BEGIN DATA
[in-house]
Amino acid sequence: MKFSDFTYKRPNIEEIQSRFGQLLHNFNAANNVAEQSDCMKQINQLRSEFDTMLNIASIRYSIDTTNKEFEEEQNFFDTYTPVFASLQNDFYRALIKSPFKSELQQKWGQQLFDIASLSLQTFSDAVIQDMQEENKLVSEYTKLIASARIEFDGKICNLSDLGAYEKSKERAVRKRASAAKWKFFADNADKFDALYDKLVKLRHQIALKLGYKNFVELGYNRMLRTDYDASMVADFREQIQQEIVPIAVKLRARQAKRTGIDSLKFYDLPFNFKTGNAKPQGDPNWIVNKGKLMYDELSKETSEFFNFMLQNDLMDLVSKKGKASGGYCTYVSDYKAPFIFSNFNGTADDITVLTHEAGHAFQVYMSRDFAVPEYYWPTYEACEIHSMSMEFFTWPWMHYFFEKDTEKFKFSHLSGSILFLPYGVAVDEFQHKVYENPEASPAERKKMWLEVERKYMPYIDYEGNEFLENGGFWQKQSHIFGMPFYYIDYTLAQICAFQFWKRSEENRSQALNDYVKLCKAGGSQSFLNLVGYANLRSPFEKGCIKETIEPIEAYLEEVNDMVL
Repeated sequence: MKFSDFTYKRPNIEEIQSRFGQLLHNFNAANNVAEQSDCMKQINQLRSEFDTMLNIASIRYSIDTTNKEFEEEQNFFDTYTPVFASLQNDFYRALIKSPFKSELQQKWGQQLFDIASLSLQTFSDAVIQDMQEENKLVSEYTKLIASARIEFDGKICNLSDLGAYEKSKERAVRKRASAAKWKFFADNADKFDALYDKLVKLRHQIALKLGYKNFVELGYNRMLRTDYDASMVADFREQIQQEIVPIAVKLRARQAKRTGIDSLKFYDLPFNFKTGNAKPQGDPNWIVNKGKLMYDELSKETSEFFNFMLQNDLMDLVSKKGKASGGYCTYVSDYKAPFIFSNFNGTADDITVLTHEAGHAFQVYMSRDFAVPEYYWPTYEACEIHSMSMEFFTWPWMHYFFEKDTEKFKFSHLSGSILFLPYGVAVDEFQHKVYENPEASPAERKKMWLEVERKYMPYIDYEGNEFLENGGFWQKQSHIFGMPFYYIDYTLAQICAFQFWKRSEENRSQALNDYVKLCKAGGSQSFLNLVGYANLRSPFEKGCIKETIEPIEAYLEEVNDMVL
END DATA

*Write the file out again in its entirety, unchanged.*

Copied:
[in-house]
Amino acid sequence: MKFSDFTYKRPNIEEIQSRFGQLLHNFNAANNVAEQSDCMKQINQLRSEFDTMLNIASIRYSIDTTNKEFEEEQNFFDTYTPVFASLQNDFYRALIKSPFKSELQQKWGQQLFDIASLSLQTFSDAVIQDMQEENKLVSEYTKLIASARIEFDGKICNLSDLGAYEKSKERAVRKRASAAKWKFFADNADKFDALYDKLVKLRHQIALKLGYKNFVELGYNRMLRTDYDASMVADFREQIQQEIVPIAVKLRARQAKRTGIDSLKFYDLPFNFKTGNAKPQGDPNWIVNKGKLMYDELSKETSEFFNFMLQNDLMDLVSKKGKASGGYCTYVSDYKAPFIFSNFNGTADDITVLTHEAGHAFQVYMSRDFAVPEYYWPTYEACEIHSMSMEFFTWPWMHYFFEKDTEKFKFSHLSGSILFLPYGVAVDEFQHKVYENPEASPAERKKMWLEVERKYMPYIDYEGNEFLENGGFWQKQSHIFGMPFYYIDYTLAQICAFQFWKRSEENRSQALNDYVKLCKAGGSQSFLNLVGYANLRSPFEKGCIKETIEPIEAYLEEVNDMVL
Repeated sequence: MKFSDFTYKRPNIEEIQSRFGQLLHNFNAANNVAEQSDCMKQINQLRSEFDTMLNIASIRYSIDTTNKEFEEEQNFFDTYTPVFASLQNDFYRALIKSPFKSELQQKWGQQLFDIASLSLQTFSDAVIQDMQEENKLVSEYTKLIASARIEFDGKICNLSDLGAYEKSKERAVRKRASAAKWKFFADNADKFDALYDKLVKLRHQIALKLGYKNFVELGYNRMLRTDYDASMVADFREQIQQEIVPIAVKLRARQAKRTGIDSLKFYDLPFNFKTGNAKPQGDPNWIVNKGKLMYDELSKETSEFFNFMLQNDLMDLVSKKGKASGGYCTYVSDYKAPFIFSNFNGTADDITVLTHEAGHAFQVYMSRDFAVPEYYWPTYEACEIHSMSMEFFTWPWMHYFFEKDTEKFKFSHLSGSILFLPYGVAVDEFQHKVYENPEASPAERKKMWLEVERKYMPYIDYEGNEFLENGGFWQKQSHIFGMPFYYIDYTLAQICAFQFWKRSEENRSQALNDYVKLCKAGGSQSFLNLVGYANLRSPFEKGCIKETIEPIEAYLEEVNDMVL